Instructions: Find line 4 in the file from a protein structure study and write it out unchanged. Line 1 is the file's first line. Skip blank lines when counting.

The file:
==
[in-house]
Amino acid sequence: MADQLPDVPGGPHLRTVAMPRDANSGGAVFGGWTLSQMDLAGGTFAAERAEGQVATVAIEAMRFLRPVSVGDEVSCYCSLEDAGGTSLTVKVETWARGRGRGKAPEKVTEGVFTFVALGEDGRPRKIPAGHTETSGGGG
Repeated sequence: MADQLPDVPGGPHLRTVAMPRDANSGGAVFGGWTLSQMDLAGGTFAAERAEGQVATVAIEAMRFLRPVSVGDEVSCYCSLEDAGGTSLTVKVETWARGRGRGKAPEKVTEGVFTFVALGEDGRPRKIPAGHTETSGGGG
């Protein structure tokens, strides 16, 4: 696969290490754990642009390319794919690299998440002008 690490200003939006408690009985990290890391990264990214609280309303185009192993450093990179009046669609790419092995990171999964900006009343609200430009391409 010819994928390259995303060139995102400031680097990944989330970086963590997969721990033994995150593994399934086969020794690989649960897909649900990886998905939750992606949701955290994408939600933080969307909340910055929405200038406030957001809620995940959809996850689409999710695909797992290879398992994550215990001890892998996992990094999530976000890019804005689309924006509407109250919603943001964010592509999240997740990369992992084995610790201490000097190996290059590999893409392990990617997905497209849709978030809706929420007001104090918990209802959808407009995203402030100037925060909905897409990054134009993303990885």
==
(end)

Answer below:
């Protein structure tokens, strides 16, 4: 696969290490754990642009390319794919690299998440002008 690490200003939006408690009985990290890391990264990214609280309303185009192993450093990179009046669609790419092995990171999964900006009343609200430009391409 010819994928390259995303060139995102400031680097990944989330970086963590997969721990033994995150593994399934086969020794690989649960897909649900990886998905939750992606949701955290994408939600933080969307909340910055929405200038406030957001809620995940959809996850689409999710695909797992290879398992994550215990001890892998996992990094999530976000890019804005689309924006509407109250919603943001964010592509999240997740990369992992084995610790201490000097190996290059590999893409392990990617997905497209849709978030809706929420007001104090918990209802959808407009995203402030100037925060909905897409990054134009993303990885």